I’m not sure what this means, but it seams like there’s a pattern here. While not every product is best forgotten, there are some things in life you just don’t want to think about (like web hosts and file syncing) and when you don’t have to think about them, you probably found a good one. What do you think?

A New CMS and Why

  
As some of you may know, I launched a new, simple cms system yesterday called Clover Content. I thought you might be interested in understanding why I spent the last year developing yet another cms.

There’s a real problem with content management systems. I’m not talking about the big enterprise platforms. I’m talking about the basic content management software that simple web sites need and use. They often do too much. That’s right. Modern content management software does too much.

For example, I have a friend with a pretty average technical acumen. This friend needed a simple website for an organization that he had started and I, being a web nerd, decided to help him set up a site. So we did the usual. I went to Godaddy and bought a suitable domain along with a basic Linux hosting account, while he stared over my shoulder in wonder. I found a template for his site and we paid a fair price for a nice pre-made design. So the next step was to get him up and running with a cms so he could manage all of his content without needing any further assistance from me.

My first instinct was to go with Drupal. I have tooled around with Drupal in the past and it has a good reputation among the web-savvy. So I installed Drupal, started configuring the site and I soon realized, this is way more functionality and configuration than my friend needs. Not to mention, it’s way more than he can handle. A little time with Joomla presented the same dilemma. These systems have too much complexity; too much functionality; too much configuration. Not only that, but working with the template frameworks of these systems was going to be a nightmare. Remember, I already spent some money on a pre-made template for this site. I was going to have to make the template fit the cms. Not fun.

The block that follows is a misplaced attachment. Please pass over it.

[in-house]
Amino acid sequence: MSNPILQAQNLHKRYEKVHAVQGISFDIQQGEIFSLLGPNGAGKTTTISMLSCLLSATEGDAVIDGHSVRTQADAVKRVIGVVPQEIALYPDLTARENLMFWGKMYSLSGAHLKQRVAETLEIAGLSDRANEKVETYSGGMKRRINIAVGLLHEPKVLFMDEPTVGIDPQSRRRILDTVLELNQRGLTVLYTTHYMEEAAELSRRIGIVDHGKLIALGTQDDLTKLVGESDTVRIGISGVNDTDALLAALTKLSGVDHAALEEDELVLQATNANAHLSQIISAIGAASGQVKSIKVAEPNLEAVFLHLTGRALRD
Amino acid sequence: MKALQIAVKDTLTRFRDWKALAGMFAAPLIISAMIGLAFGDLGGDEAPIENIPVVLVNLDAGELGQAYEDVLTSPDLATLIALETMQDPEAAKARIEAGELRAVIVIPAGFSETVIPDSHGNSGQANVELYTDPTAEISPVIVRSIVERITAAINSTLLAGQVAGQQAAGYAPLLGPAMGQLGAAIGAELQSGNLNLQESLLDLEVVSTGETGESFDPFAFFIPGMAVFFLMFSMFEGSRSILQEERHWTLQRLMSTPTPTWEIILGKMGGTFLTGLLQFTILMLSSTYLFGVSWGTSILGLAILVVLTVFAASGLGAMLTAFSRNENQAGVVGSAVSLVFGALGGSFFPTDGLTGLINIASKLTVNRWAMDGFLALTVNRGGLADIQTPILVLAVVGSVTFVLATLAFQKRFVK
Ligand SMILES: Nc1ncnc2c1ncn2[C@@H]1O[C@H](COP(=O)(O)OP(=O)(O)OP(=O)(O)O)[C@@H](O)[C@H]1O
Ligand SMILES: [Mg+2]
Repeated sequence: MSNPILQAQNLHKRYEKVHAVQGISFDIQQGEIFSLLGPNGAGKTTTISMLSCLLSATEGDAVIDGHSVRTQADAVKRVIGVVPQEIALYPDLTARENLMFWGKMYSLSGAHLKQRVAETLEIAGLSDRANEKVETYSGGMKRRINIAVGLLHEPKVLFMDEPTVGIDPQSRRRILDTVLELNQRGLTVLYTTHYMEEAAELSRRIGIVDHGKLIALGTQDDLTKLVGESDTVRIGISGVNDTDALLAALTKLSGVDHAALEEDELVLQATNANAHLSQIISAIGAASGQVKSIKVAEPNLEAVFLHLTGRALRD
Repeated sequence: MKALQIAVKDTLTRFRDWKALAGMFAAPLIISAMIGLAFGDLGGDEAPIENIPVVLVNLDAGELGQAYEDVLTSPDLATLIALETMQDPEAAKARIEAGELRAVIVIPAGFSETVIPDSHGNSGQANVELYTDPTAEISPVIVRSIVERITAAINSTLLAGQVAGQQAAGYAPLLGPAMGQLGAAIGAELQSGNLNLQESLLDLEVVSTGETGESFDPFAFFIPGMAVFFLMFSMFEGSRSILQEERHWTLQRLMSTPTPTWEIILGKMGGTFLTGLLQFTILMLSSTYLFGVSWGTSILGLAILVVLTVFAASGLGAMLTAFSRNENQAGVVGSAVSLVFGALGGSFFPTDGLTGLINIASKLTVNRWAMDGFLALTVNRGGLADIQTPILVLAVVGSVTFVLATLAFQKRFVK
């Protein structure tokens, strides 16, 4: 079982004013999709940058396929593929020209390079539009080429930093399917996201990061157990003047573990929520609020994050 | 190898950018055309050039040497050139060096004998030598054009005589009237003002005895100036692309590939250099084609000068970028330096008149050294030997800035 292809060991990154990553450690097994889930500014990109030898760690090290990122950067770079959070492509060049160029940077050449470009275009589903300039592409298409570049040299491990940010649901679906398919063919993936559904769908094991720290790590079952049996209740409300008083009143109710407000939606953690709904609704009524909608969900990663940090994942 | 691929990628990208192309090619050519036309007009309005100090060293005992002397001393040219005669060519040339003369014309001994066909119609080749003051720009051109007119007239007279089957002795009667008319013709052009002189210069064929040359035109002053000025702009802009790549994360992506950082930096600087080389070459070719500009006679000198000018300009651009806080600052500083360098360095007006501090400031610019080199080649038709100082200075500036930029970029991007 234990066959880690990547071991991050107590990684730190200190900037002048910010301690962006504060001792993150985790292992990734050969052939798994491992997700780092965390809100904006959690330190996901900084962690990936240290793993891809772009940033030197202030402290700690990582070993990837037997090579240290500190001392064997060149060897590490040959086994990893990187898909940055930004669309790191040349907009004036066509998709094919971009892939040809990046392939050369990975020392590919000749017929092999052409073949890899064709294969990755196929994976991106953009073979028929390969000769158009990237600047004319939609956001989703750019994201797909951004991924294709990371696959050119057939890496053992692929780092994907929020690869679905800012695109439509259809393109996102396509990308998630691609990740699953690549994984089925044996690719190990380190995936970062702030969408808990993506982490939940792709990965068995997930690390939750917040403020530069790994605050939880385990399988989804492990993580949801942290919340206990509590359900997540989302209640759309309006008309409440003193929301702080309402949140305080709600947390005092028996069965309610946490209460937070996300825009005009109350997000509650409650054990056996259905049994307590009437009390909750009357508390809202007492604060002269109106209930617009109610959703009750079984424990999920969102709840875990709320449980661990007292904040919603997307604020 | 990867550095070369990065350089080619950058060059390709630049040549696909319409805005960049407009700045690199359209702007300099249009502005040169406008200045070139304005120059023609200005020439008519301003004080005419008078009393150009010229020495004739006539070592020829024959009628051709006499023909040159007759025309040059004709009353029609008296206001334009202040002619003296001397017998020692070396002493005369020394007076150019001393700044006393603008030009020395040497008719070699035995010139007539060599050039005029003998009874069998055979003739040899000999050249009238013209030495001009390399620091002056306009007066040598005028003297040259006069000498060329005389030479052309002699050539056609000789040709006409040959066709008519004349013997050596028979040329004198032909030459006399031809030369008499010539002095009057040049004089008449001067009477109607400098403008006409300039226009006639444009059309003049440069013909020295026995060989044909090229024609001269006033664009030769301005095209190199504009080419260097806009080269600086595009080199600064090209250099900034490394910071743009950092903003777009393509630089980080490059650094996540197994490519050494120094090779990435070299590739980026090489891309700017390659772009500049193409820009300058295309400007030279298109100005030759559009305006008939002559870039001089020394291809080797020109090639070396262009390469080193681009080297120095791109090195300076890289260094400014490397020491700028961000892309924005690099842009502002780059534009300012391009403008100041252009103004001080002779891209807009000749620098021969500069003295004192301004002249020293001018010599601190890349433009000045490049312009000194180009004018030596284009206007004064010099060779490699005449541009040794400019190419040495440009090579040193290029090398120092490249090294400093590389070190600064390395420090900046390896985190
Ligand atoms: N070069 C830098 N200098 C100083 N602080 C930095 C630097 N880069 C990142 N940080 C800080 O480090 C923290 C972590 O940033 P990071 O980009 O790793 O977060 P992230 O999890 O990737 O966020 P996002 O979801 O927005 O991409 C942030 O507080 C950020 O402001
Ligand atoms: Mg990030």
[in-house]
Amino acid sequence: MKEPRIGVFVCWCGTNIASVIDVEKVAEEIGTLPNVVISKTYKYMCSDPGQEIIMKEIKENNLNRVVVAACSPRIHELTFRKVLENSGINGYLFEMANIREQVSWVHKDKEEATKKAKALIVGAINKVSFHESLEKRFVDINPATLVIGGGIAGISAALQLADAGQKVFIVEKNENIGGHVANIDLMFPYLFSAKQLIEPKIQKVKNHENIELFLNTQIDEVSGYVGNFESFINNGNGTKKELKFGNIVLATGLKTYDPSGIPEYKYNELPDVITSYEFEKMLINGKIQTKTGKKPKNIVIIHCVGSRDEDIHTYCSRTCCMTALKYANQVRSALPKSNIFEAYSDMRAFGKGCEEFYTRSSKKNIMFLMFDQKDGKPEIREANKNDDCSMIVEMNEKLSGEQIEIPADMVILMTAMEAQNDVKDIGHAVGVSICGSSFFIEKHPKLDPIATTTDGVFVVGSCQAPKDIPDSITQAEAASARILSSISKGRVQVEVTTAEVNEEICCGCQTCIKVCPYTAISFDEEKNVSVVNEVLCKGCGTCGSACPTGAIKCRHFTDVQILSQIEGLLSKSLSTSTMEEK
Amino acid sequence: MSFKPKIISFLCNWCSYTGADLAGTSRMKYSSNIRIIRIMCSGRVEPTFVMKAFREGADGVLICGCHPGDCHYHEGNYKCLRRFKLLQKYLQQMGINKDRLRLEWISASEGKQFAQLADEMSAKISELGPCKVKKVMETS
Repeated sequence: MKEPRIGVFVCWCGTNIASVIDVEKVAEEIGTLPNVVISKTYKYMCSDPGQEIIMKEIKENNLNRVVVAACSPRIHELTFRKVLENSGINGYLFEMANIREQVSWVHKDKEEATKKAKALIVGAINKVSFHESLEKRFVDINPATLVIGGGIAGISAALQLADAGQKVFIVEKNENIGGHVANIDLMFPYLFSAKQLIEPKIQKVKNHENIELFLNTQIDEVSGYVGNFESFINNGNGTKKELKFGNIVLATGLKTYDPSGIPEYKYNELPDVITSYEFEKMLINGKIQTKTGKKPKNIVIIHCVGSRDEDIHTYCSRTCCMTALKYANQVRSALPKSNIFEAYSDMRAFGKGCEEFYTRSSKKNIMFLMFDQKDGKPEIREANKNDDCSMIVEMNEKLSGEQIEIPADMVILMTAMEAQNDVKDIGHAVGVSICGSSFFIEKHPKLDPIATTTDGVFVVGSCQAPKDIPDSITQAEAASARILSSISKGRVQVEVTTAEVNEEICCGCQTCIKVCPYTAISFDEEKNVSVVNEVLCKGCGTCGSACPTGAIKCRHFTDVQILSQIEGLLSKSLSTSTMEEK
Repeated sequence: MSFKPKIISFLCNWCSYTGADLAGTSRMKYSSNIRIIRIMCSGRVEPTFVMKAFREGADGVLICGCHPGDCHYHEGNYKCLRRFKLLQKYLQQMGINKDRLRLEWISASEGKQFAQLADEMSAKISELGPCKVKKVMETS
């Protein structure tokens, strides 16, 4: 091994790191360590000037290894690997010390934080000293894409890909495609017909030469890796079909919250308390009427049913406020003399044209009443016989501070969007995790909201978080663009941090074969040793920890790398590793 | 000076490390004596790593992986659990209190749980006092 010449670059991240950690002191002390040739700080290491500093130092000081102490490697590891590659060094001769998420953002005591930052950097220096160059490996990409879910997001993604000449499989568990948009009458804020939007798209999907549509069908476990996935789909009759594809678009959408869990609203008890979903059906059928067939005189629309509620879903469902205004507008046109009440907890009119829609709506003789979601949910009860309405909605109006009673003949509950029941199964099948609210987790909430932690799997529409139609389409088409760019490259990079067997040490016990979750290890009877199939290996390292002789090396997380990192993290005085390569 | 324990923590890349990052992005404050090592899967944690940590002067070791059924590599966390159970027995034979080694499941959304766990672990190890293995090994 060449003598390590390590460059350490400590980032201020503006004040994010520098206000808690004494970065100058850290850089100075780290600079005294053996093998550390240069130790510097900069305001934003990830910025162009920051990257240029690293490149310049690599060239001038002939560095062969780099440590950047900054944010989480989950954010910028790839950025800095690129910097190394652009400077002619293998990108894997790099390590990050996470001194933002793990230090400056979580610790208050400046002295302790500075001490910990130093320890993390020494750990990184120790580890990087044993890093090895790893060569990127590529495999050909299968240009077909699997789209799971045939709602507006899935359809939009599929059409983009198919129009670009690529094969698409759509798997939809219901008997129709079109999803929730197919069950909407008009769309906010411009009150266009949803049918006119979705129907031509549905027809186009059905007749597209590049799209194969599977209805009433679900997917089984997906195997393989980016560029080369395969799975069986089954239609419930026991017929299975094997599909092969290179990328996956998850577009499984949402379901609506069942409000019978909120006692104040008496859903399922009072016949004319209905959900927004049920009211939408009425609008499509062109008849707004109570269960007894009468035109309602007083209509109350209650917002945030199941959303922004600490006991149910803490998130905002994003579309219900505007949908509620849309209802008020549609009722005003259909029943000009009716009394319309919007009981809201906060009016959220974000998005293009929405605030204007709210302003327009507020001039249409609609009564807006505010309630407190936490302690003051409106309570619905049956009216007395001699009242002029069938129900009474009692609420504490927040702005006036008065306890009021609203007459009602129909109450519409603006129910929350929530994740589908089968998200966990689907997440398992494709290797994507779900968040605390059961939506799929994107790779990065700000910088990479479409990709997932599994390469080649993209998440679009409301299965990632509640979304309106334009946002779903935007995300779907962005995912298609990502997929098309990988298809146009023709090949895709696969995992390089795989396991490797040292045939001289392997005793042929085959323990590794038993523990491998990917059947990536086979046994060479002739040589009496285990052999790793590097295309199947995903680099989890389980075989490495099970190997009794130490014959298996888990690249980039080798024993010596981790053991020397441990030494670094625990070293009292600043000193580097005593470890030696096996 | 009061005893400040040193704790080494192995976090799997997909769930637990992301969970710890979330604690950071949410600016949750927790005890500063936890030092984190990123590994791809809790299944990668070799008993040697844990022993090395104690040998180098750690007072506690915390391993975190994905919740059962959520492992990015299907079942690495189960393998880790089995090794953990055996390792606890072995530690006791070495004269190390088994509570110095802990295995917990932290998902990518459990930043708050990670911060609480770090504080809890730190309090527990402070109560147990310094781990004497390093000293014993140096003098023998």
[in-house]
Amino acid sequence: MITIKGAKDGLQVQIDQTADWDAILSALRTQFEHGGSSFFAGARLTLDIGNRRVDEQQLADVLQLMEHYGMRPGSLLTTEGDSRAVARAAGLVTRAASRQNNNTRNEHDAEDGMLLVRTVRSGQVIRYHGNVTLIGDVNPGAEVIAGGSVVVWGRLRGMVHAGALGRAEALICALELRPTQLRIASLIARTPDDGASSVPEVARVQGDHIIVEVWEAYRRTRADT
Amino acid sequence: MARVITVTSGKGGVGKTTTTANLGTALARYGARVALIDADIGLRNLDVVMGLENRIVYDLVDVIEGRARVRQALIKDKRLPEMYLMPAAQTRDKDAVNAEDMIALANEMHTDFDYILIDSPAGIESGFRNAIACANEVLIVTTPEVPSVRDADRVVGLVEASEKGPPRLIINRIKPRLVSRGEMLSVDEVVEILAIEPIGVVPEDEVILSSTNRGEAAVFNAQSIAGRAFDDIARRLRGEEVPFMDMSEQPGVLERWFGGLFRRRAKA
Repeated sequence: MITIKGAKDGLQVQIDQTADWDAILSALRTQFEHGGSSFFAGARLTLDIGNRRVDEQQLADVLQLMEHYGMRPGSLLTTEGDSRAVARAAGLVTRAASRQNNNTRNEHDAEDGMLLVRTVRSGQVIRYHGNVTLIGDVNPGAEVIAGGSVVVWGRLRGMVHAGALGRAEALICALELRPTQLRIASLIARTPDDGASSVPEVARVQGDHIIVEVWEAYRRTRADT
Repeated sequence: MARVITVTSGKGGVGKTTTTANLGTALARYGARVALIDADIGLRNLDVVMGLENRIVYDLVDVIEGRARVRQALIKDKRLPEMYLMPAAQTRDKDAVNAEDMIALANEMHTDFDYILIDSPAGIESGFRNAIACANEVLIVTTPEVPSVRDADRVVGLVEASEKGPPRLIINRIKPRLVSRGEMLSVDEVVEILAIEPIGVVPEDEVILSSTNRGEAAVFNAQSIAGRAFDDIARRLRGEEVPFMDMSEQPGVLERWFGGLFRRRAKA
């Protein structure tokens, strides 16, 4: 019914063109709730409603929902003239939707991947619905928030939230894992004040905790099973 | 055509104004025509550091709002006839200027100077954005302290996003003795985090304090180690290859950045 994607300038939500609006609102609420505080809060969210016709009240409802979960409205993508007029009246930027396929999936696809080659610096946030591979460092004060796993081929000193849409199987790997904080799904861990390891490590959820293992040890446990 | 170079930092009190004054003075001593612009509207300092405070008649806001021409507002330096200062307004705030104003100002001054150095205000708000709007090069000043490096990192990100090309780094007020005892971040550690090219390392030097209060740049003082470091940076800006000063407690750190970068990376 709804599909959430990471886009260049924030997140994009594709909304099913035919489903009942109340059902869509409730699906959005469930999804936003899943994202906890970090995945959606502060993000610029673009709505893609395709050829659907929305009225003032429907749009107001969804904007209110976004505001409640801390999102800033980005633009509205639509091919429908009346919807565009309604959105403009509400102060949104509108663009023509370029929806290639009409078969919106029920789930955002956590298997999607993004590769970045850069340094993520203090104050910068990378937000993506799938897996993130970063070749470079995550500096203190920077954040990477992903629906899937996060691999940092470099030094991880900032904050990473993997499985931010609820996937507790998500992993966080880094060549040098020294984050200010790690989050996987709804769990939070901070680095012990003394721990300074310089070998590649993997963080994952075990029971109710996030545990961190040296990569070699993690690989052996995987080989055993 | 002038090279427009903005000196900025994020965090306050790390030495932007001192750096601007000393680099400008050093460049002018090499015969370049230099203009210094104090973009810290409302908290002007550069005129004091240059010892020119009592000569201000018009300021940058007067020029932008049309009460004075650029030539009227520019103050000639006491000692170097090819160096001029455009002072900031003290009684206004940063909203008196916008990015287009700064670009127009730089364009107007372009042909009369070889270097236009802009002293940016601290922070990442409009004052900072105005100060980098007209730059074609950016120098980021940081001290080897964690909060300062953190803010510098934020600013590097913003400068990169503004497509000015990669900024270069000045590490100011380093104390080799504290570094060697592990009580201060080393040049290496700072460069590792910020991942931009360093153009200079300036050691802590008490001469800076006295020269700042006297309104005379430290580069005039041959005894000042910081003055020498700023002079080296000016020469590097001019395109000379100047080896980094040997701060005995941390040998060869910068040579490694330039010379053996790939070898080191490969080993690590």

So, with all these issues before me, I realized why so many developers end up rolling their own cms system. It’s because what’s out there is more than a simple site needs. A simple website needs a simple cms. Don’t get me wrong, Drupal, Joomla, Worpress and the like are all great systems and they have their markets, but often they are more complex than necessary for small sites. Another major issue with the standard content management system is the need to have a database running on your server and the need to install software. It’s always a problem to have to patch your cms because of some update, or deal with setting up a database to run your cms.

Just like software is moving more and more from the desktop to the cloud, it seems advantageous that server based systems might do the same. Instead of installing 10 versions of WordPress on the sites of 10 of your clients, on 10 different servers (all separate, all requiring maintenance), why not host your content in a central location? This way all of your client’s content is in one place and there are no software installations or databases to maintain. Centralizing content makes good sense. Using a CMS as a services makes good sense.

I realize there are lots (thousands) of content management systems out there and there’s no one system that’s right for everyone, but I think that Clover Content is right for most small sites and for people who manage a lot of sites for clients. Anyway, that’s why I boostrapped this startup and entered the arena. Let me know what you think.